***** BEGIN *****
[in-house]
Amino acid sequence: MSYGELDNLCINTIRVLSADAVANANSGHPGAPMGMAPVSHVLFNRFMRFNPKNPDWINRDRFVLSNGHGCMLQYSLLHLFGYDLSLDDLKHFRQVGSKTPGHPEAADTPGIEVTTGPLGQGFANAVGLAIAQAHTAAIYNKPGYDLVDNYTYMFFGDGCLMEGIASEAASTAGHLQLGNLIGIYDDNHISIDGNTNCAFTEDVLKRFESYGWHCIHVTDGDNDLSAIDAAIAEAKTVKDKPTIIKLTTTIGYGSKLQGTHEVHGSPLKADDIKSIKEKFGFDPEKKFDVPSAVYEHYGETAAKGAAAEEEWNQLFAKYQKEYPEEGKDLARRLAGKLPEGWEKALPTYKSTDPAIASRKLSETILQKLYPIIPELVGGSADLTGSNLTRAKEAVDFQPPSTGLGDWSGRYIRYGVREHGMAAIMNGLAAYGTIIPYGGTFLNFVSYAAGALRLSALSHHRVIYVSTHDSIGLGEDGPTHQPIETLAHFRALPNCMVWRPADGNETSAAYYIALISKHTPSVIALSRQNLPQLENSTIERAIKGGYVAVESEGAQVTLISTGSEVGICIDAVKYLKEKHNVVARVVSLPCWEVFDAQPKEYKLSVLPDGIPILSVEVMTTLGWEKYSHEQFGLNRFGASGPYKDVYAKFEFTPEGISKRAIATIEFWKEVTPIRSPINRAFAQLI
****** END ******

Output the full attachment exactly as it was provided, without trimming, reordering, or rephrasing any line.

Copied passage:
[in-house]
Amino acid sequence: MSYGELDNLCINTIRVLSADAVANANSGHPGAPMGMAPVSHVLFNRFMRFNPKNPDWINRDRFVLSNGHGCMLQYSLLHLFGYDLSLDDLKHFRQVGSKTPGHPEAADTPGIEVTTGPLGQGFANAVGLAIAQAHTAAIYNKPGYDLVDNYTYMFFGDGCLMEGIASEAASTAGHLQLGNLIGIYDDNHISIDGNTNCAFTEDVLKRFESYGWHCIHVTDGDNDLSAIDAAIAEAKTVKDKPTIIKLTTTIGYGSKLQGTHEVHGSPLKADDIKSIKEKFGFDPEKKFDVPSAVYEHYGETAAKGAAAEEEWNQLFAKYQKEYPEEGKDLARRLAGKLPEGWEKALPTYKSTDPAIASRKLSETILQKLYPIIPELVGGSADLTGSNLTRAKEAVDFQPPSTGLGDWSGRYIRYGVREHGMAAIMNGLAAYGTIIPYGGTFLNFVSYAAGALRLSALSHHRVIYVSTHDSIGLGEDGPTHQPIETLAHFRALPNCMVWRPADGNETSAAYYIALISKHTPSVIALSRQNLPQLENSTIERAIKGGYVAVESEGAQVTLISTGSEVGICIDAVKYLKEKHNVVARVVSLPCWEVFDAQPKEYKLSVLPDGIPILSVEVMTTLGWEKYSHEQFGLNRFGASGPYKDVYAKFEFTPEGISKRAIATIEFWKEVTPIRSPINRAFAQLI